Article currently includes: "Since the ROC lost its United Nations seat as "China" in 1971 (replaced by the PRC)....". When the Taipei Government was seated at the UN, it represented the "Republic of China"; it's name at the UN was not simply "China". It wasn't seated as "China"; it was seated as the ROC. The ROC was a founding signatory of the UN. "China", as such, wasn't a state and didn't found the UN. Obviously in the eyes of the UN, the Beijing Government's credentials and decision as to how to title the country were accepted in 1971. But it was never the case that "China" was a UN member. In the eyes of the UN, the Chinese state has had two recognised UN titles: ROC until 1971 and PRC since then. Frenchmalawi (talk) 14:42, 5 August 2013 (UTC)

File talk:Voting res 2758.png[edit]

The map shows, amongst other things:

  • Western Sahara (then a Spanish colony);
  • Southwest Africa (now Namibia and then a SA colony);
  • British Honduras (now Belize and then a British colony),

all expressing a view (yes, no or abstain) on the UN "China" vote. How can this be accurate? On what basis is it claimed that these territories were regarded as having expressed any vote on the matter? They were I believe all on the UN list for de-colonisation at the time. Moreover, if these territories get counted then how come Greenland does not. In my opinion, none of them should as I don't believe this is accurate. There are likely other discrepancies too. Frenchmalawi (talk) 14:57, 5 August 2013 (UTC)

HkCaGu and 98.122.109.101's edits[edit]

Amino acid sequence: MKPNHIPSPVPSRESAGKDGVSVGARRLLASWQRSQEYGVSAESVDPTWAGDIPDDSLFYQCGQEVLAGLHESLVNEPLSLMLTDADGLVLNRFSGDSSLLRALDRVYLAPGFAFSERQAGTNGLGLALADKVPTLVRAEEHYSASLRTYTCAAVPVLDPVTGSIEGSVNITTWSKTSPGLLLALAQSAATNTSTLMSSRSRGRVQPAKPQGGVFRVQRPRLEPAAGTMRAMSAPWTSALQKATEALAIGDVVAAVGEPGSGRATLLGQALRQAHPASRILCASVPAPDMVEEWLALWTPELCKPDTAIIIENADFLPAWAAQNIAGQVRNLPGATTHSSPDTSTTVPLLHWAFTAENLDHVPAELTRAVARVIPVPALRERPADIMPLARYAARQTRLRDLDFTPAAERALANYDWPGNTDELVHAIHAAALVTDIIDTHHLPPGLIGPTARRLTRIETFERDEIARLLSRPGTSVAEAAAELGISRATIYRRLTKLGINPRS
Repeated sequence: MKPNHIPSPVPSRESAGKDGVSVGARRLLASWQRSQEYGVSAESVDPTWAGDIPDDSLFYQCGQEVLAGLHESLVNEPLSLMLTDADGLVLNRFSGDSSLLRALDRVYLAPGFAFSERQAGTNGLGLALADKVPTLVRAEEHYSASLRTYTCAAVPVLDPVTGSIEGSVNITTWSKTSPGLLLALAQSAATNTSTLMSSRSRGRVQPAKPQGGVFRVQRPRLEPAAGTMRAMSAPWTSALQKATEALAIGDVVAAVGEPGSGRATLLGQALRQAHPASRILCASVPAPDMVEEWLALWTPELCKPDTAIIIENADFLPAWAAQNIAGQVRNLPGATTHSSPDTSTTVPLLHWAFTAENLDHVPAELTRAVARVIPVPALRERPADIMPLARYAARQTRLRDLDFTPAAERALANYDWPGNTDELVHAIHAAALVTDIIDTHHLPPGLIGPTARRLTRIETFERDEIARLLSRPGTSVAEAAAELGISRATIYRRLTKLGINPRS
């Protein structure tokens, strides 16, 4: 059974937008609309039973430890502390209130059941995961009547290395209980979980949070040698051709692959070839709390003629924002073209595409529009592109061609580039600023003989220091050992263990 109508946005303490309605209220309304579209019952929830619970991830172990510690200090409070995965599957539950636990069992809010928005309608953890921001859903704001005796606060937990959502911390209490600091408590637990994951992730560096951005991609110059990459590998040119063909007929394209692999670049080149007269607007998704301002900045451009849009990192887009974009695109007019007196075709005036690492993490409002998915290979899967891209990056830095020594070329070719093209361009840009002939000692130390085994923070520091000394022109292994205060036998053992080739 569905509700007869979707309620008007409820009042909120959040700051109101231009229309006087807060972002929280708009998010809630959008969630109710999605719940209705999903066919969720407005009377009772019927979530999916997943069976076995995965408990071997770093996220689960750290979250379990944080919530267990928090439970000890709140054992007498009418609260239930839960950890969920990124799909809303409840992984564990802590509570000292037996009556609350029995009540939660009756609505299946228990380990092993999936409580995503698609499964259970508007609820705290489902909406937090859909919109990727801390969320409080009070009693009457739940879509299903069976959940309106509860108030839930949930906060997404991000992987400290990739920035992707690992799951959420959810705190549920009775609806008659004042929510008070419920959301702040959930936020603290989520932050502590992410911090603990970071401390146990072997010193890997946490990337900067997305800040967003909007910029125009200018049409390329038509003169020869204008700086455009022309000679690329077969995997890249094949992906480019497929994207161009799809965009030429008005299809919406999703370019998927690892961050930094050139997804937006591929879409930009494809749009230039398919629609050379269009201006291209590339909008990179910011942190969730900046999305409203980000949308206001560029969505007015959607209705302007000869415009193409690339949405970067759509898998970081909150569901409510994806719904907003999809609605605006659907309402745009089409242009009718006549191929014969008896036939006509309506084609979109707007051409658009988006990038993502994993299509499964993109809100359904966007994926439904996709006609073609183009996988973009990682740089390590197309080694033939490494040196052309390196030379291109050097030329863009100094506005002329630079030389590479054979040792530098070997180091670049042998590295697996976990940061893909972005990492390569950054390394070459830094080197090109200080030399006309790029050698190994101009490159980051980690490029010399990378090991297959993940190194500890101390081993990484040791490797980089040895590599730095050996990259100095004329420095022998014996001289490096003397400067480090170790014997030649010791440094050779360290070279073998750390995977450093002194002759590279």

Dear HkCaGu and the anonymous user at 98.122.109.101, I would appreciate (and the rest of the community would) if you both cease edit warring and come to a consensus as to the content which should be included in this article and all other related articles.

Anonymous user, to be honest, I do not think too highly of your edits. Your edits come with a substantial addition of content, all of which are without sufficient context, and without references or citations. It is extremely helpful if you attempt to show the usefulness of your edits by providing context and adding citation.

HkCaGu, I understand that you are a fairly-established user and editor. However, this does not mean that you are immune from being sanctioned for edit warring. Please attempt to establish civility and understanding between both of you, by at least addressing the dispute here, or on the other user's talk page. Thank you. Optakeover(Talk) 05:07, 12 February 2014 (UTC)

The IP has continued to edit war following warnings and has been blocked for 1 month following another block a few months back. I have restored the articles to their previous states before today. Mkdwtalk 05:28, 12 February 2014 (UTC)
Noted. Optakeover(Talk) 05:32, 12 February 2014 (UTC)
I should point out that normally this isn't the status quo for resolving edit wars but this IP has a history of block evasion so restoring to their pre-edit war states will aid in identifying block evading IPs for a short while until other edits become involved -- and one other IP has already come out of the wood work. Mkdwtalk 05:41, 12 February 2014 (UTC)
I went digging a bit, especially in the article SWAT which has a long history of IP warring. Looks like we're dealing with User:ProfessorJane here. HkCaGu (talk) 05:48, 12 February 2014 (UTC)